Review of Giant Thief by

Book cover for Giant Thief

I love heist movies. It’s a weird addiction that I can’t shake. It doesn’t matter what type of heist movie: Ocean’s Eleven, Foolproof, The Perfect Score, that one episode of Star Trek: Deep Space Nine where they rob the holosuite casino to help their holographic friend (don’t ask). I love that moment in the middle where we get walked through the plan, usually as a montage set to a voiceover. It feels like a privileged sneak peek, because then we get to see the real thing.

Anyway, this has nothing to do with Giant Thief. I just wanted to rhapsodize about my love for heist movies for a paragraph. Plus, it leaves me well-disposed towards thief characters in general. I enjoy watching a protagonist take on someone who really deserves their comeuppance and construct an intricate plan to deliver it, usually by taking something away the antagonist values—or taking back something that isn’t theirs in the first place.

We don’t get a lot of that in Giant Thief. David Tallerman instead presents Easie Damasco, a thief whose mouth is faster than his brain and whose penchant for stealing is matched only by his ability to get into trouble. The story begins with him hanging—yes, he gets as far as the noose—only to be saved at the last moment by Moaradrid, the leader of an army that is invading this land. (I’m a little unclear on the exact geography, but I believe the entire land is called Castovalia.) Easie becomes a conscript in this army in a unit essentially used as cannon fodder. So he escapes, with a giant in tow.

It’s all very contrived and not a little wonky for the first few chapters. And the next few. And the few after that. See, Giant Thief feels like a single, drawn-out inhalation of breath. Easie gets captured, escapes, and runs. He find some allies, and runs. He almost gets captured, and runs. Each chapter finds Easie getting into another scrape, followed by another. He doesn’t get a chance to catch his breath, and neither does the reader.

Another book might do this and earn the label “intense,” but that’s only if the stakes keep increasing as the protagonist continues to get into scrapes. This is where Giant Thief falters in the application of that magic formula. Easie is hauling around an important ruby (I won’t spoil it by revealing what the ruby does, but it’s a perfectly serviceable MacGuffin). Tallerman attempts to draw out the revelations related to this ruby, and this is almost enough to increase those stakes. However, it seldom seems like Easie is any better or worse off in one position than he is in the next. If I were going to draw a Freitag pyramid for this book (which I won’t, because they are dull), it would be pretty damn flat.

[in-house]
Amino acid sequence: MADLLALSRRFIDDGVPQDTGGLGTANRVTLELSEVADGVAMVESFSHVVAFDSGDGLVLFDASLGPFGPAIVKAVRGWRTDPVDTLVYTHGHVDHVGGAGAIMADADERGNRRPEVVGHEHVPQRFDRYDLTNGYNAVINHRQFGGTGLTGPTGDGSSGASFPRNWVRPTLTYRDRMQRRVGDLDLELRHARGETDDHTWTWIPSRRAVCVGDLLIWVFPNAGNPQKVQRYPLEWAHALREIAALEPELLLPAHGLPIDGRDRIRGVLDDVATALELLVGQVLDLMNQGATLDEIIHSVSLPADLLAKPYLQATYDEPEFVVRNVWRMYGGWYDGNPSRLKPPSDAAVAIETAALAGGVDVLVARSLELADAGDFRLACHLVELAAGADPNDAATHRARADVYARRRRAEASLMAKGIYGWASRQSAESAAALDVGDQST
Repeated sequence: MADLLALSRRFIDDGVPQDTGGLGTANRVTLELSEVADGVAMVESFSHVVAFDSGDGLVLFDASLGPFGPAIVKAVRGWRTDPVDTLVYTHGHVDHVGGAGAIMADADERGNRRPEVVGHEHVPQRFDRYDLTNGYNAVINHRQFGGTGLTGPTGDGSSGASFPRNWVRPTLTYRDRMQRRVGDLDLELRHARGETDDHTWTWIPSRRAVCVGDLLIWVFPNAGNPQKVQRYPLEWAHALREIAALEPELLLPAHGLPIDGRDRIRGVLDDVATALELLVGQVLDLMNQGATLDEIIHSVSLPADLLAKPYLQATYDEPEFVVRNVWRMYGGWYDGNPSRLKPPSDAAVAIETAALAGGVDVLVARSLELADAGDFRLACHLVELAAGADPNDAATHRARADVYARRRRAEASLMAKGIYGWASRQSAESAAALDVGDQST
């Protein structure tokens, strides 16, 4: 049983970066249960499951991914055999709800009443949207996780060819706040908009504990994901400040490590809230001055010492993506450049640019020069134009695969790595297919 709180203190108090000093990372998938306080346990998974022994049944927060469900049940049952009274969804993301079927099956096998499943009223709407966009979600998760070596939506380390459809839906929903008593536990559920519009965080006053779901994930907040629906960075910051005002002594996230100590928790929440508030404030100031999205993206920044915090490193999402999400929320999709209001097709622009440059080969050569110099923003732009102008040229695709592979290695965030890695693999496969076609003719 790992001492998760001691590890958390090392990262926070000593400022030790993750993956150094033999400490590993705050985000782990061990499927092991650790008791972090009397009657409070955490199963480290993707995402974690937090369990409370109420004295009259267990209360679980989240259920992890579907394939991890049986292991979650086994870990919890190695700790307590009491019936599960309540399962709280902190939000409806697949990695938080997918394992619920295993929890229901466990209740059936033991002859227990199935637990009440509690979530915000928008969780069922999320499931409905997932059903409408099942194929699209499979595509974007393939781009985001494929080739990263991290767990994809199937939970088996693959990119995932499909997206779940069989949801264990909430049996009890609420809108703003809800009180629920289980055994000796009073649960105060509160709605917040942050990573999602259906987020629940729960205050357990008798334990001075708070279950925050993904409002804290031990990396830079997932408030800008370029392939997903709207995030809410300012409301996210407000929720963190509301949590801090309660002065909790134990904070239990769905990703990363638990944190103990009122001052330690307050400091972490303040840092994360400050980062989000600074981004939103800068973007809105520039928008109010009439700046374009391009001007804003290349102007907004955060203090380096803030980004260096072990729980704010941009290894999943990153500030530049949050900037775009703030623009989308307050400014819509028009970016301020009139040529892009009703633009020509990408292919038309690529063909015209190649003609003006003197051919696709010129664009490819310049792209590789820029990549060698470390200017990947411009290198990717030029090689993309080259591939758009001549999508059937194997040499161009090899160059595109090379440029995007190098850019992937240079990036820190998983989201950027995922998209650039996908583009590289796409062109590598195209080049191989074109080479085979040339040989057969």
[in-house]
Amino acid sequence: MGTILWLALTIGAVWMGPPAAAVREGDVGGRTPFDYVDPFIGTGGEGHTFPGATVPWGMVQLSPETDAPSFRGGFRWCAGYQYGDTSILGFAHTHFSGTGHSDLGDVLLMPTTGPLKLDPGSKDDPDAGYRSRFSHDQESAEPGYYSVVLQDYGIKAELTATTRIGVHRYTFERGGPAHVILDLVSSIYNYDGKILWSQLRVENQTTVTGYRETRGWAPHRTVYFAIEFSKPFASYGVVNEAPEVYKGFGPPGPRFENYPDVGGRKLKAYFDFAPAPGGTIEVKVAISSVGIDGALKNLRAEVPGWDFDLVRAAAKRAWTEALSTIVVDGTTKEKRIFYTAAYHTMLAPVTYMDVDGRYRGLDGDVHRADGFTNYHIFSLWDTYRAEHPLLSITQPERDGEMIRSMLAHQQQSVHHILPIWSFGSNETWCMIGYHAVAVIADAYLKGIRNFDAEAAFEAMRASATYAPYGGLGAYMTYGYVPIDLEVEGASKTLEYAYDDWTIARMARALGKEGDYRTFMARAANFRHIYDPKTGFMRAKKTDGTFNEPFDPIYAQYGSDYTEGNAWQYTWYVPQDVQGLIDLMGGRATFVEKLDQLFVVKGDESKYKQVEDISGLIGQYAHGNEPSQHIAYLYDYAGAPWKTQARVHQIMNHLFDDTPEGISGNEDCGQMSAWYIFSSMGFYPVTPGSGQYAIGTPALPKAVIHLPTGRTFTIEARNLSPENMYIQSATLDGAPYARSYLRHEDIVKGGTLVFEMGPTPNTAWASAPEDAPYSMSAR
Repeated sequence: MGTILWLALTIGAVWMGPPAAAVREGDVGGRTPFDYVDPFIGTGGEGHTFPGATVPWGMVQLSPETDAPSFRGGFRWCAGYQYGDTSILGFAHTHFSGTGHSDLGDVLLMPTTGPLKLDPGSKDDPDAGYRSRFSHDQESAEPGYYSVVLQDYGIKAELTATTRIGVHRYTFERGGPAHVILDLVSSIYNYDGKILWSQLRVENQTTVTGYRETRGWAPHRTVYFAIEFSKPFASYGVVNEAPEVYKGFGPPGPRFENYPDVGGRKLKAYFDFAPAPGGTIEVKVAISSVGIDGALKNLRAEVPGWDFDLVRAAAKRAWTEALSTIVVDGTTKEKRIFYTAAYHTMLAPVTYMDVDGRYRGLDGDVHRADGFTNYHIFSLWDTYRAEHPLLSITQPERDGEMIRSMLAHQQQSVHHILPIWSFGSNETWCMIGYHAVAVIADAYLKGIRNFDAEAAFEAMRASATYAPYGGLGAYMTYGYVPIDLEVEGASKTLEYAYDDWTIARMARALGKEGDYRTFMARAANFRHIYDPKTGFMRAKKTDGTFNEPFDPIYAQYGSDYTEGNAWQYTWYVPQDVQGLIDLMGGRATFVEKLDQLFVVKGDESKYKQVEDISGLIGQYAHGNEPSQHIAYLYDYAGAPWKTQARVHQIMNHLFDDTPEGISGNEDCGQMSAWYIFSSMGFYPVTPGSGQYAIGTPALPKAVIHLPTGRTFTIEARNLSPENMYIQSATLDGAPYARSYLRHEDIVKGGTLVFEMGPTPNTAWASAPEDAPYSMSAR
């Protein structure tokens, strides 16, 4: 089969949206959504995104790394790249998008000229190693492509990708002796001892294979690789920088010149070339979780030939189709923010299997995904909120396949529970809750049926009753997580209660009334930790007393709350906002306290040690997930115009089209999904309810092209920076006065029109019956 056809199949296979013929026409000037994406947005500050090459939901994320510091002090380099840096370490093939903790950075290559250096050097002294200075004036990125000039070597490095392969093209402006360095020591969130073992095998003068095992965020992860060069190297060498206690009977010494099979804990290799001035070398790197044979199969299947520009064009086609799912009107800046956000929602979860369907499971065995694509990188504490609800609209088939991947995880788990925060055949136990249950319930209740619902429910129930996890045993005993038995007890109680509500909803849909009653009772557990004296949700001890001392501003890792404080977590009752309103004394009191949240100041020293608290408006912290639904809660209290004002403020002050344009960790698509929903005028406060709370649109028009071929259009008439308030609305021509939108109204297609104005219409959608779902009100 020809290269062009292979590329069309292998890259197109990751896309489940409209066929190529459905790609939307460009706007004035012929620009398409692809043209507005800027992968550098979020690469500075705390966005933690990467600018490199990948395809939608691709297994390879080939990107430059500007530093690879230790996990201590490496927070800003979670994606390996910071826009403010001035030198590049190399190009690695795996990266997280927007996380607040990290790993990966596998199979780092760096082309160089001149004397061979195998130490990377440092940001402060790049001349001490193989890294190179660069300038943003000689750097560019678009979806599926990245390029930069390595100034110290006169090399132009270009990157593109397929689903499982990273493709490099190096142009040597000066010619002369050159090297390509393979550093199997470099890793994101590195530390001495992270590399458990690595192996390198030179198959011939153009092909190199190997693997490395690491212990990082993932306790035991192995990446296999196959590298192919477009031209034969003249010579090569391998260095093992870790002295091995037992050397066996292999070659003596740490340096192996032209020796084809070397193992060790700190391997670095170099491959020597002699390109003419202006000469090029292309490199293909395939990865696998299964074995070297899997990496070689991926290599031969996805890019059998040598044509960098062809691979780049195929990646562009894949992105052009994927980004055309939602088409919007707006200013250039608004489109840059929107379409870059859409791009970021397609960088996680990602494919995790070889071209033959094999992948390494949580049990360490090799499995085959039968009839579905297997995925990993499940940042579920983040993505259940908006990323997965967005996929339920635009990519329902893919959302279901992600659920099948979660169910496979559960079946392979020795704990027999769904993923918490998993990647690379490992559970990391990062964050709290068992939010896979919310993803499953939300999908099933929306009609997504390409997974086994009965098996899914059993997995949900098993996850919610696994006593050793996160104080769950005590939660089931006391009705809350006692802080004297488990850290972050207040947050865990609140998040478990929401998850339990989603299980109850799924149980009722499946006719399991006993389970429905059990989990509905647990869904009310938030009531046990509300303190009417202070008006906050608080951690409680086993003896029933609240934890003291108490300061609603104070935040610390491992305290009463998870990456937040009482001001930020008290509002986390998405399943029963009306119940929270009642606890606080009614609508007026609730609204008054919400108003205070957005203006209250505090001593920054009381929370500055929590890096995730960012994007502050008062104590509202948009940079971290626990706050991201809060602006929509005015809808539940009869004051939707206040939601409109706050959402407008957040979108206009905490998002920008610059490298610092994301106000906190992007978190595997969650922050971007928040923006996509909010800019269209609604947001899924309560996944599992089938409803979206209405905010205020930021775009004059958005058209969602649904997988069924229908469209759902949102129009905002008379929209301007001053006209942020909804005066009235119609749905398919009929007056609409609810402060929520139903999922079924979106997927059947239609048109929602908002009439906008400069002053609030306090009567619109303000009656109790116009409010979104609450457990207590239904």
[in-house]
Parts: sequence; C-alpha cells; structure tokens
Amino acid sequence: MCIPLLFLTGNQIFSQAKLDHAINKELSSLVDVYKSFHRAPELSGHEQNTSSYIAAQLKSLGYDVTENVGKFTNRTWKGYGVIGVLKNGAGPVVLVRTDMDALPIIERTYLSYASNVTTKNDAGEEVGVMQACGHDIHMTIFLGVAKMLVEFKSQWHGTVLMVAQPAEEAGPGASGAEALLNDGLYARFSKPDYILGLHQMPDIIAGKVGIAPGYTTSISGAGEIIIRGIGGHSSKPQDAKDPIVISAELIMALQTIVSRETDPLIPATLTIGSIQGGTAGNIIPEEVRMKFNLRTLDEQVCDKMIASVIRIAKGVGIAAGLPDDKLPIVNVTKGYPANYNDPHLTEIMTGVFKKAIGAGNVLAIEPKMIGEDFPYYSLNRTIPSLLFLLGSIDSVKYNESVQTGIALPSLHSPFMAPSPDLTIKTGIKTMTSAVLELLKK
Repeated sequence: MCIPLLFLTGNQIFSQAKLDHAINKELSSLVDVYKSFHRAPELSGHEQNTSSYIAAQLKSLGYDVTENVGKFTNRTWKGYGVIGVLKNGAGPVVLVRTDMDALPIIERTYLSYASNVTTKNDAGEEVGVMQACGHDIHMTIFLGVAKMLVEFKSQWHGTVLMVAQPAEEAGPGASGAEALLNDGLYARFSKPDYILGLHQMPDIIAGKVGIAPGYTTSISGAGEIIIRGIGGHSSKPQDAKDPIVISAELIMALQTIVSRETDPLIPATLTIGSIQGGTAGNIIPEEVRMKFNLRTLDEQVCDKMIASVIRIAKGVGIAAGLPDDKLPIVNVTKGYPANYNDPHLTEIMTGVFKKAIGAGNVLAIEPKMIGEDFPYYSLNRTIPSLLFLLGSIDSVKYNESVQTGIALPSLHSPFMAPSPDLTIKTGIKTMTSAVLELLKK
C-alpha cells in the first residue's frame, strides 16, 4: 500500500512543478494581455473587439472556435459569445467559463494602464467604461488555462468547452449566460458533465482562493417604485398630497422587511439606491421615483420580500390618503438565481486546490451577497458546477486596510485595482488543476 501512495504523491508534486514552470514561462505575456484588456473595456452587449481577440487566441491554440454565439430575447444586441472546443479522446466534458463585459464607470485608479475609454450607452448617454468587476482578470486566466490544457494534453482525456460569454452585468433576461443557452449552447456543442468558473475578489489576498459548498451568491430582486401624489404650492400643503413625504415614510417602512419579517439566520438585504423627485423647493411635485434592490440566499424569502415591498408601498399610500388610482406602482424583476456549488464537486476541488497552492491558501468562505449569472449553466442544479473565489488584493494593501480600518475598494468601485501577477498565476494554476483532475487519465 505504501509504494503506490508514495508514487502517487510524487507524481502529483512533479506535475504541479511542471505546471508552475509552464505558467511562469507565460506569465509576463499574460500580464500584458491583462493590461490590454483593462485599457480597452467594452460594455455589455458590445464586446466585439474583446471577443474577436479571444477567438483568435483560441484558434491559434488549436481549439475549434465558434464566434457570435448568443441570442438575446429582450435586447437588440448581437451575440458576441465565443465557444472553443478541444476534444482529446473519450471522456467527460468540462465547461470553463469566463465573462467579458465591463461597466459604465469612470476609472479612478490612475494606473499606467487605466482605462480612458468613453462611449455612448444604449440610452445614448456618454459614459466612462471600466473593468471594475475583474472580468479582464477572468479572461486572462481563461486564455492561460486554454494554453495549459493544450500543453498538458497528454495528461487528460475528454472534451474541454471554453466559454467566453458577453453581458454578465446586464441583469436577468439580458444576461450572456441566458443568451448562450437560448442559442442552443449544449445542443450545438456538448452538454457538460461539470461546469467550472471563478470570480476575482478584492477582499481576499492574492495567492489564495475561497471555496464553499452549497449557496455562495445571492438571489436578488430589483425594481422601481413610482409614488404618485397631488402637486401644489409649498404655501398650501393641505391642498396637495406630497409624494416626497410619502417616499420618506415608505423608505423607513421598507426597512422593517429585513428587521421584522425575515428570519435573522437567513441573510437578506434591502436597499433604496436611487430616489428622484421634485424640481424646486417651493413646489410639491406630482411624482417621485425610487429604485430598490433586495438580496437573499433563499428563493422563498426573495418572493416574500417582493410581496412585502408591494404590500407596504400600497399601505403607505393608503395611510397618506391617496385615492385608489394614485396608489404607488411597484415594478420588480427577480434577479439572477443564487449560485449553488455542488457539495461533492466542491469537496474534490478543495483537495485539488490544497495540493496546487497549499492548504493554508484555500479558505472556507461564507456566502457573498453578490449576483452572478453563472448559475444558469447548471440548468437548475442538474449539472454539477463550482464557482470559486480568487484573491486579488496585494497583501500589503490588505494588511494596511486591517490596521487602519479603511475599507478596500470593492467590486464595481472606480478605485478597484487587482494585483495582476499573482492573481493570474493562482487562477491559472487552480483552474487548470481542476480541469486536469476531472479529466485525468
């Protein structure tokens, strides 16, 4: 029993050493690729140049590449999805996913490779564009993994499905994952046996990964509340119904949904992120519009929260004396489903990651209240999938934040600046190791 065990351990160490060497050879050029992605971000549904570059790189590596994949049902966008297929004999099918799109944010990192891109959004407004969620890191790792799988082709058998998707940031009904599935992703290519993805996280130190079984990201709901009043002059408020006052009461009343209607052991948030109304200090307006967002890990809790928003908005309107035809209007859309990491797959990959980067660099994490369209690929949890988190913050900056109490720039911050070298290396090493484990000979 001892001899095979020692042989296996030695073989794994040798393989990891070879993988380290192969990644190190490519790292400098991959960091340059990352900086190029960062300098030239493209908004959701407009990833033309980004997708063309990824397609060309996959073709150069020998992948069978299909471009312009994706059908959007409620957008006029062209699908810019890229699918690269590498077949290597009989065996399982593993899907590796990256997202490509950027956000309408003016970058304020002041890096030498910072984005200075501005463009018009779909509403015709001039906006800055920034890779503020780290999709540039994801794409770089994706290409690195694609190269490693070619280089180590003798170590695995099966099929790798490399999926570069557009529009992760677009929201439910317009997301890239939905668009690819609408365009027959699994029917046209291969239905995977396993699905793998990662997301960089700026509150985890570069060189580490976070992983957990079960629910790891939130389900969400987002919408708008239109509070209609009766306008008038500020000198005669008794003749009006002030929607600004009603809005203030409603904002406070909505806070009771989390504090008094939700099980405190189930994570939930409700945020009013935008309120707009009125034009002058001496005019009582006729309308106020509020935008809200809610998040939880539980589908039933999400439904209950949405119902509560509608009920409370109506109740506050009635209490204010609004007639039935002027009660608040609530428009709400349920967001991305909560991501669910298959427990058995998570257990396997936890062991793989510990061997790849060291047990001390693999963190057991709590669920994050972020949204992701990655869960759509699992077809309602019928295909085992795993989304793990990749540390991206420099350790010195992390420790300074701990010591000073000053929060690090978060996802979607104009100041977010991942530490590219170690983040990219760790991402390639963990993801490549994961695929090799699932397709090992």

And Easie is a thief, for heaven’s sake. He should do thief things. I could probably tally the number of times we see him actually steal something on one hand (I won’t, because I can’t type very well one-handed). He does plenty of stealing, but it all happens off-page, or it gets mentioned but not actually described. Similarly, I expect thieves to be clever, to scheme. If Easie is so clever, why does he keep ending up in so many scrapes? To be fair, Tallerman attempts (there’s that word again) to have Easie make plans—they just all go awry. But you have to toss a win in there once in a while to keep the reader’s attention.

Instead, Tallerman hopes Easie’s wit will do that job. Giant Thief is relentlessly humorous. That is to say, every line of dialogue seems crafted with the intention of being droll. This has the effect of making me feel strapped into a seat at a local comedy theatre. I don’t particularly enjoy stand-up comics, and it’s not just because most of them to tend to rely on stereotypes and weak humour; there’s something innately unfunny about sitting around just to listen to jokes. I my jokes to be contextual. Much like I expect thieves to be clever, I also expect them to be sardonic and funny, and Easie Damasco posesses these qualities in spades. However, Tallerman overuses them to the point that they become white noise. When every line is keyed for maximum punch-line-osity (this is a technical term, I assure you), you risk joke-oversaturation.

Moreover, it seems like a lot of the humour in this book comes at the expense of depth or additional stakes. It’s as if Tallerman is choosing between humour or depth and choosing humour nearly every time. That’s a false dilemma: it’s possible to be funny and raise the stakes at the same time—check out The Hitchhiker’s Guide to the Galaxy or jPod. This is a shame, because there are definitely threads here that could make for a very compelling and fascinating story. But as it is, I just don’t see it.

Finally, a word about setting. The world of Giant Thief never quite coalesces into a well-defined structure for me. Easie and friends bandy about some names, and we meet a prince or two, who seems to be the ruler of a city. Along the way we meet a mayor, and some elders of a village … and it all just feels like cookiecutter fantasy tropes without much in the way of distinct culture. The village, the city, and all the various characters who populate such venues have all been conjured from the fantasy stock pot without so much as a little extra seasoning thrown in.

It’s a really neat idea, pairing a giant with a thief. But they have to let loose. There has to be drama from the beginning, not just a very long chase sequence. There has to be real stakes. And if you want those to include the fate of a country, you need to give me some sense of that country’s history and culture and what makes them worth saving. Giant Thief tries hard to be intense, witty, and enjoyable. And, to throw in some faint praise at the end here, it wasn’t all that boring; there was never a point where I felt like I needed to stop reading. It’s just steeped in missed opportunities.

Certainly, it’s no heist movie.


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